Wednesday, 08 January 2020 15:08

Thousands of Wiltshire women miss breast cancer screenings, NHS figures reveal Featured

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Nearly 20,000 women in Wiltshire missed their last screening for breast cancer, NHS figures reveal.

Women are invited for a breast screening every three years between the ages of 50 and 70, to help catch cancer early.

But new statistics show the proportion of women accepting the invitation has declined across England over the last decade.

Only 74% of the 72,349 women in the Wiltshire Clinical Commissioning Group area due a screening in the three years to the end of last March took up the offer. This means 18,775 women were not up to date with their checks.

The data shows how many eligible women were checked at least once in the three-year period, meaning some women could be years overdue.

Across England, 71.6% of women eligible for screening attended their last check.

The UK National Screening Committee says at least 70% of women sent an invitation should attend, but that the NHS is expected to achieve 80% uptake. Of those who were sent an invitation in 2018-19 across England, just 71.1% had attended within six months of their invite, according to NHS Digital.

This was up slightly from the previous year, which had the lowest attendance rate since the current screening programme began in 2007. Almost a third of the 195 CCGs in England failed to meet the lower target, while only one passed the 80% benchmark.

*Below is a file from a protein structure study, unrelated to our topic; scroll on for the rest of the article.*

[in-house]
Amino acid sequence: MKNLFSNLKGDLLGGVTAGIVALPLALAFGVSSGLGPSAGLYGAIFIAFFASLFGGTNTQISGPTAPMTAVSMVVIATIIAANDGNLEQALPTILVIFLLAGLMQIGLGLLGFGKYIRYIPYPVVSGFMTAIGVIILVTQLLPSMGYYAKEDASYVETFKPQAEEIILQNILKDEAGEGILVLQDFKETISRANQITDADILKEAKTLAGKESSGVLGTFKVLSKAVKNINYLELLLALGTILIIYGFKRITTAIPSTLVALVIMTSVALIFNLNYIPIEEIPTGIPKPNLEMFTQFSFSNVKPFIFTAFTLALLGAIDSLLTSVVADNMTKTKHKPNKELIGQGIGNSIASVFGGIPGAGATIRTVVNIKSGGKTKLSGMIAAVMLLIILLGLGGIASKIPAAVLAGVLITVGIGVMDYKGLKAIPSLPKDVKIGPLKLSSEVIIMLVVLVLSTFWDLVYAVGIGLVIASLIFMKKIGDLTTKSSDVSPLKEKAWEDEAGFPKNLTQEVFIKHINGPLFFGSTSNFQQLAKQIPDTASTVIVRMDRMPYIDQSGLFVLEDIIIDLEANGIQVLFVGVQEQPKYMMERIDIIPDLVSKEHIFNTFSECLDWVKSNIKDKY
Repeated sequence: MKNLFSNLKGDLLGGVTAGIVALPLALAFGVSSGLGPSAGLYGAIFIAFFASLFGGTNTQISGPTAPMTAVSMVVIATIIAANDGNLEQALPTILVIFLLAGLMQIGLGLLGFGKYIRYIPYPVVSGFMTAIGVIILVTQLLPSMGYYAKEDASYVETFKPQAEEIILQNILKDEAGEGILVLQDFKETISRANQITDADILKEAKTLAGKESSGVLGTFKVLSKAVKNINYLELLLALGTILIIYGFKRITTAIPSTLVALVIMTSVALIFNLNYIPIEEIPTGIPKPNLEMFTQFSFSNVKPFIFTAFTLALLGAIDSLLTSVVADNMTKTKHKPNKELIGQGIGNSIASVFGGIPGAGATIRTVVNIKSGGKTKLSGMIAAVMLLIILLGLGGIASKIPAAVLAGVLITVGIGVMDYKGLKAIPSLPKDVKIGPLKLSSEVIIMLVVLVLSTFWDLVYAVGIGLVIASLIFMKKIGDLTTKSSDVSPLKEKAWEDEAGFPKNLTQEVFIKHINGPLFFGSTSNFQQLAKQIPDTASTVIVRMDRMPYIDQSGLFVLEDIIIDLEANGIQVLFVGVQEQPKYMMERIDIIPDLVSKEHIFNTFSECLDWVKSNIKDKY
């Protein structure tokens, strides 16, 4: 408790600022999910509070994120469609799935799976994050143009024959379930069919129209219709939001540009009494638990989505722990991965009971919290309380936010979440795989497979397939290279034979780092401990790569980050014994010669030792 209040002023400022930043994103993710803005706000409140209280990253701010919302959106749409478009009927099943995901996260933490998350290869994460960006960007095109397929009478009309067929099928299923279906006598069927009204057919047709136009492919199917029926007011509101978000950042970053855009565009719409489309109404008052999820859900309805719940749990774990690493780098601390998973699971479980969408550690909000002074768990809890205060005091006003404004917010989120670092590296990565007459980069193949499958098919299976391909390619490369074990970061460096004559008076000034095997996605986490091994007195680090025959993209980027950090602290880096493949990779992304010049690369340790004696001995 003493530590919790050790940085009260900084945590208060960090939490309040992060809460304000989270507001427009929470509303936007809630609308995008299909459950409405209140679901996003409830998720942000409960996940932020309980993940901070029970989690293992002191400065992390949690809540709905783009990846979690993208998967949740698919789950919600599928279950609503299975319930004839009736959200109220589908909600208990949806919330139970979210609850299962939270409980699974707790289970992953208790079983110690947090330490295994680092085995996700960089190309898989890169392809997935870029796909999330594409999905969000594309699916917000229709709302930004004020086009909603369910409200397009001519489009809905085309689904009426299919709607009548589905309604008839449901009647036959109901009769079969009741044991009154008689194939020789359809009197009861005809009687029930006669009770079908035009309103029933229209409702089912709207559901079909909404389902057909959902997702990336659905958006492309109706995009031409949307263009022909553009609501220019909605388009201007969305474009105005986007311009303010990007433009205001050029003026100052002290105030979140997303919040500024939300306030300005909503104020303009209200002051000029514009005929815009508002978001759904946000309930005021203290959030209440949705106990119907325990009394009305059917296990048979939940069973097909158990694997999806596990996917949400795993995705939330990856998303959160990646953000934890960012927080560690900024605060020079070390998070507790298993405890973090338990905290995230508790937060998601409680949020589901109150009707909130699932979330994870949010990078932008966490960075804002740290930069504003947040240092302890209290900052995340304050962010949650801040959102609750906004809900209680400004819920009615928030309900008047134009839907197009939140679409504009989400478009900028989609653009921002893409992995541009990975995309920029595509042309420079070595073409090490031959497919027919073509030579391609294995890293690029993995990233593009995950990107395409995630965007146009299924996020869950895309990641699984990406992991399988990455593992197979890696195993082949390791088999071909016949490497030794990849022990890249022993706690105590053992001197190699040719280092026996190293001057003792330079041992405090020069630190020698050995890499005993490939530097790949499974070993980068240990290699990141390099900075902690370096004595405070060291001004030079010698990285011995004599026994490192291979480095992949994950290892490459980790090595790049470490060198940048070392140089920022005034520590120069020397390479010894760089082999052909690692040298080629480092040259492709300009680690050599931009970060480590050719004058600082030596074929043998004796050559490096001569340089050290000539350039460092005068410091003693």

Baroness Delyth Morgan, chief executive of charity Breast Cancer Now, said: “It’s promising that uptake of breast screening in England has improved slightly. But screening uptake is still barely above the minimum target, with hundreds of thousands of women across the country not attending. While screening comes with some risks to be aware of, we’d encourage all women to attend their appointments when invited.”

In Wiltshire, the uptake rate has fallen from a peak of 77% in 2013-14. The breast screening programme uses an X-ray test called a mammogram to detect tumours before they are large enough to feel.

Detecting the disease early on gives a better chance of survival.

Dr Anne Mackie, director of screening at Public Health England, said it was “good to see” that uptake has risen but added: “While screening is a personal choice, we are analysing the barriers that deter some groups of women getting screened.”

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